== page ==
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[Beliefnet, May 13, 2004]

What’s the difference between "Troy" and a sword-and-sandal epic of forty-plus years ago? Stumped me, too. Superficially, there’s a lot in common: swords, sandals, sand, buxom ladies, pompous declamation ("Your glory walks hand in hand with your doom"), and faux-hearty earthiness ("May the gods keep the wolves in the hills and the women in our beds!," an invocation you hope you don’t accidentally get backwards.) In terms of the grand feeling "Troy" hopes to evoke, it could be "Ben Hur" or "Spartacus."

It differs chiefly in being merely more: more explicit sex, more explicit violence, more CGI extras cloning on the fringes of the scene. There are a lot of leading roles in this Grecian formula, and most of them follow in the earnest footsteps of those who’ve gone before. Brian Cox plays King Agamemnon (Greece) broad and loud, while Peter O’Toole is delicate and sad-eyed as King Priam (Troy); put them together and you don’t quite have Peter Ustinov as Nero, but it’s still satisfying.

When the film ventures an updated, as in more naturalistic, approach, it improves on the genre. Eric Bana portrays Prince Hector (Troy) with an appropriately troubled brow, and his wife Andromache, played by Saffron Burrows, is the most genuine figure on the screen. In fact, she draws the eye more than Diane Kruger does as Helen (both Greece and Troy-she switched sides). Director Wolfgang Petersen wanted an unknown to play Helen, and Kruger was the winner of a battle that launched 2000 faces. Yet her shell-like face is pointy, small, and hard, with narrow eyes. She’s not expressive, and the script gives her little to express. Burrows makes Andromache’s fears for her husband and love for her baby so palpable that she’s the more interesting one to watch when both women are on screen. I wondered if they covered Burrows with freckles on purpose, just to tone her down.

But when the film tries to update the genre in terms of sexing up the leading man it loses its drive. Achilles (Greece) is a great, complex character, at once a bully, a foolish braggart, and a man of honor. The part needs an actor who has some dark tones, and Brad Pitt, who seems to be a real nice guy, just doesn’t have them. His famously bulked up physique, his full pink lips contras ting with a perfectly even tan, his cute upturned nose, and his straggly sun-bleached hair combine to spell out one thing: surfer. In the emotionally wracking scene that sees Priam come to Achilles by night to ask a heartbreaking favor, Pitt looks simply dumbfounded. (O’Toole, a true master, is all over the scene like butter on a hot crumpet.) A movie about the siege of Troy that lacks both a strong Achilles and a strong Helen just can’t get very far.

But where is it trying to go? Classically, this has been understood as a great tragic love story; Helen left her husband King Menelaus (also Greece, and I hope you’re keeping a scorecard here) for young Prince Paris of Troy (Hector’s little brother is portrayed by Orlando Bloom, conveying all the complexity of a sheet of typing paper). This runaway romance triggered a war and a ten-year siege that ended with a lot of very fine people dead.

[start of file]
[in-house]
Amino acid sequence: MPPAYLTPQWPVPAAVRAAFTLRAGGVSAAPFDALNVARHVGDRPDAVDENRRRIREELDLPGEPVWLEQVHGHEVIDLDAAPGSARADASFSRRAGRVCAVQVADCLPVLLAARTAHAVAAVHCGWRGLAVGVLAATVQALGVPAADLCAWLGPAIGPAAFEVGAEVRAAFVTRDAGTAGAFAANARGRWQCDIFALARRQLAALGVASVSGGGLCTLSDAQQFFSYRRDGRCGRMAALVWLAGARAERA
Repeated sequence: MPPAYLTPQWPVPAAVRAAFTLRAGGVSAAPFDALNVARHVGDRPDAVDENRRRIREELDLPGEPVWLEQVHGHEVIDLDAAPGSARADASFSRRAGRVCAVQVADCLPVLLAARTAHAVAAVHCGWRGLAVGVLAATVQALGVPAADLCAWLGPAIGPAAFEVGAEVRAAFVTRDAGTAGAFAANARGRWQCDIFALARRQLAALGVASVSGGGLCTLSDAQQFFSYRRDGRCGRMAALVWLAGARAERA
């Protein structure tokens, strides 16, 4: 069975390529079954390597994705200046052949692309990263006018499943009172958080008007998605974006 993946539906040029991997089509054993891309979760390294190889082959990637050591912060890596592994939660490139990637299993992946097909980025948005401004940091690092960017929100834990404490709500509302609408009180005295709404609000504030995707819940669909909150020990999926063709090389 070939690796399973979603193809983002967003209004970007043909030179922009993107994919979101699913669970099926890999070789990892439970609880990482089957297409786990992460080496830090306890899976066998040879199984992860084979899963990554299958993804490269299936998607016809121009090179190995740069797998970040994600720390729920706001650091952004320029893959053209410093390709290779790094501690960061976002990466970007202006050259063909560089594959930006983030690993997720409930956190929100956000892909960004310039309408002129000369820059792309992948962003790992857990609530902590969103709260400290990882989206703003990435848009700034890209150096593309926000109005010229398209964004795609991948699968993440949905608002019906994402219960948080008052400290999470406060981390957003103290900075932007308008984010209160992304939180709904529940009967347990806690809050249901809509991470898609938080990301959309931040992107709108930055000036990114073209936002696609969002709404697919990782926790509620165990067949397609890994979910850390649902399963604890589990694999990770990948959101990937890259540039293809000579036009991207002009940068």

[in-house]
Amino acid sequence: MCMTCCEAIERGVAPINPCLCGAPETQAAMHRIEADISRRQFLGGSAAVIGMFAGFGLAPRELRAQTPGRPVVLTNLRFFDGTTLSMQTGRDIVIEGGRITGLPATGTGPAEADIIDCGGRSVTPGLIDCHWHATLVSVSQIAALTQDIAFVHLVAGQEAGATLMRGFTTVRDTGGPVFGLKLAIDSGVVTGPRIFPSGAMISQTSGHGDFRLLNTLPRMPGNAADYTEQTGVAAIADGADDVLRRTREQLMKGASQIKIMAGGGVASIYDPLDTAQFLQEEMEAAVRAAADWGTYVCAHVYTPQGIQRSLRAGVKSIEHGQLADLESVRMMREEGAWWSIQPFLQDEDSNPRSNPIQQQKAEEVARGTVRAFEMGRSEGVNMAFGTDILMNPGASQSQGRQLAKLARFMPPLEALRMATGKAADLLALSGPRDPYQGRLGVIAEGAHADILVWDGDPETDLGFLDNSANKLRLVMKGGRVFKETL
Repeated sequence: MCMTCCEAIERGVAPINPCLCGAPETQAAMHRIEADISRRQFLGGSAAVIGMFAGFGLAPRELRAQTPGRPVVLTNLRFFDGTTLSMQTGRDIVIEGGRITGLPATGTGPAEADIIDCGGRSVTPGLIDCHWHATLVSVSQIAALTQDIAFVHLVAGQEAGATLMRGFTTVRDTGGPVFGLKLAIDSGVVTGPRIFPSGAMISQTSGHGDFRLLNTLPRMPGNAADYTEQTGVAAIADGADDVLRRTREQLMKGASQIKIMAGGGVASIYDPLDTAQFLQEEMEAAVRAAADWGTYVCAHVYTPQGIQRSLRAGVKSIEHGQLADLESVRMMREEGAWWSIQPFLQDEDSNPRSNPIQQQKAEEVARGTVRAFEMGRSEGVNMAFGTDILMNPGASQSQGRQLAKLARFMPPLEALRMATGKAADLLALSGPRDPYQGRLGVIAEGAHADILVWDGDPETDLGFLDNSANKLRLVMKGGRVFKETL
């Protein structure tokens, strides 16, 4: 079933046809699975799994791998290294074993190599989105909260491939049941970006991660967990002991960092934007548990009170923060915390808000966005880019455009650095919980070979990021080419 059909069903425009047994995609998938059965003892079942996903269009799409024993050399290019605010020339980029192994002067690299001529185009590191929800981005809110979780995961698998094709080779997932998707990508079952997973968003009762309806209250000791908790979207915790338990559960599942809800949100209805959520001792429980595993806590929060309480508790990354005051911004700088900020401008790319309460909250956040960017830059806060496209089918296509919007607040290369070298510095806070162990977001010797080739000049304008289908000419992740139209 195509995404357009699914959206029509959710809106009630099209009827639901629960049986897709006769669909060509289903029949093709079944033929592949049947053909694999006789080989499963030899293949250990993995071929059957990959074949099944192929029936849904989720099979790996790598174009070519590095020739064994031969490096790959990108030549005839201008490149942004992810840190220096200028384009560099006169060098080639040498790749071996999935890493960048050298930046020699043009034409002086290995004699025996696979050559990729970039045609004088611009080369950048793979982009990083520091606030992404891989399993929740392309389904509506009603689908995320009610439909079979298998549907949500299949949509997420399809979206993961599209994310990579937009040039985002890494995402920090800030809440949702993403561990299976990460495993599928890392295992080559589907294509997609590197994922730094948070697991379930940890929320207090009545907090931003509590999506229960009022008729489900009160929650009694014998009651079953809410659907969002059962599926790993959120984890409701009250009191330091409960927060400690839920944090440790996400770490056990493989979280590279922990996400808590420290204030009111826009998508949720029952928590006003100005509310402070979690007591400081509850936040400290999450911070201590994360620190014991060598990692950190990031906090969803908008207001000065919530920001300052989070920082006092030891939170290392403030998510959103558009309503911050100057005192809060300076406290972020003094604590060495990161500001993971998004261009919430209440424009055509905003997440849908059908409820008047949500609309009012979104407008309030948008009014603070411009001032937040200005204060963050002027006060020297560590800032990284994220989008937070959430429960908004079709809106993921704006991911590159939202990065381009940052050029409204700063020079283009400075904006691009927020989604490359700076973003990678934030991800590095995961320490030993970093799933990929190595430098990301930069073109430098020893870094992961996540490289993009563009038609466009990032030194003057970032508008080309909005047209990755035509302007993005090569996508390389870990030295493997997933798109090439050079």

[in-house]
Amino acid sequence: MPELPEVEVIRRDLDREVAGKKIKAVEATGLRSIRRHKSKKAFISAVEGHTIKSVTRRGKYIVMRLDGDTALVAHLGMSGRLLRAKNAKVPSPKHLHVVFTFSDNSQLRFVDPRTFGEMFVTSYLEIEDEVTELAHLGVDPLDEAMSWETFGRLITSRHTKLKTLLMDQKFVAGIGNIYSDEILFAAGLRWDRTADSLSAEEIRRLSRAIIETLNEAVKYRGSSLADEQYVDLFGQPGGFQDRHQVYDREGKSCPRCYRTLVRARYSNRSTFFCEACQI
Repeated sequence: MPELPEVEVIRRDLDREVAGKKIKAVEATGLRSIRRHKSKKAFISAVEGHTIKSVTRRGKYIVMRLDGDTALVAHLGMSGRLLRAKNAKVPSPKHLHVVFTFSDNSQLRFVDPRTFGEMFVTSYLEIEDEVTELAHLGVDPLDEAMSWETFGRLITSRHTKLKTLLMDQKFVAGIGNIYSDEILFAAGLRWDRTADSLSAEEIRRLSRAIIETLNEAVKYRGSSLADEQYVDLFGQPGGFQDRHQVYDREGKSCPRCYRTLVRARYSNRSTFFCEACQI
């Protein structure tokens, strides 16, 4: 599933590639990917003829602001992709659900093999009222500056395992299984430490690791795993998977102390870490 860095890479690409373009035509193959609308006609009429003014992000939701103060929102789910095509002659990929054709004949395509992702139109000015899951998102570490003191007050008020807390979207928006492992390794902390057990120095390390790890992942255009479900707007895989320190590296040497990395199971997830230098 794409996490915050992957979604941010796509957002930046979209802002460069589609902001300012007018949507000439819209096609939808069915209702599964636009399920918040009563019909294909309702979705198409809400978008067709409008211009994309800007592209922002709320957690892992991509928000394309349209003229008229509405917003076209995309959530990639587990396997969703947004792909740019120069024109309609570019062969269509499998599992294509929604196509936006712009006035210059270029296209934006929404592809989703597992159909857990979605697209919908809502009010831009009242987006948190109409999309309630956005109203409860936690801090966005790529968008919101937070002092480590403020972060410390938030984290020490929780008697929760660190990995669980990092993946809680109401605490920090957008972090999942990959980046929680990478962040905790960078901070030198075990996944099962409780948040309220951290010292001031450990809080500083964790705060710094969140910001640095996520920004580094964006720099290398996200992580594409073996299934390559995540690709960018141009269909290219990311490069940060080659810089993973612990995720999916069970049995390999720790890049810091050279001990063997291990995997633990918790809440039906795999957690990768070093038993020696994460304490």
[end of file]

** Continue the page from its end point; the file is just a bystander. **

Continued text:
But David Benioff’s script dispenses with love. "You think Agamemnon cares about his brother’s marriage?," Hector tells Paris, who has been worrying about a Greek attempt to take Helen home. "This is about power, not love." Helen is Agamenmon’s excuse to attack Troy. It’s only magnificent deeds of courage and conquest that allow us to live forever. Achilles’ mother, Thetis (Julie Christie), reminds her son that if he stays home he will marry and have children, but will eventually be forgotten; the only path to immortality is heroism in war. "Men are haunted by the vastness of eternity," and the thought of dying and dropping below its waves has them downright spooked.

All this fear of living an ordinary life; all this fear that when the light goes out, you do too. Celebrity is salvation to a culture that has lost belief in God. And the gods are literally knocked down in "Troy," and we are firmly instructed that they have no power to rise and defend their priests and temples. If there is no God, no hope for life after death, then all you can do is aim for fame. "They’ll be talking about this for a thousand years," Achilles says. We in the audience do our part, sitting in the dark talking about Eric Bana and Brad Pitt, keeping the wheel of celebrity spinning. Is that really all there is?

The empty joke of it all is, of course, that if Achilles turned to powder three thousand years ago, he’s hardly around to savor being talked about today. All this admiring remembrance is going to the dead letter office. But if he could have heard the lady behind me he would have at least been gratified to know that his story can still astonish. As the wooden sides popped off the giant wooden horse and Greek soldiers began creeping out into the streets of sleeping Troy, she let out a yelp: "O my God!" Of all the sorts of buzz Warner Brothers hoped to hear about this film, this must be the one they least expected: "It’s got a great surprise ending!"

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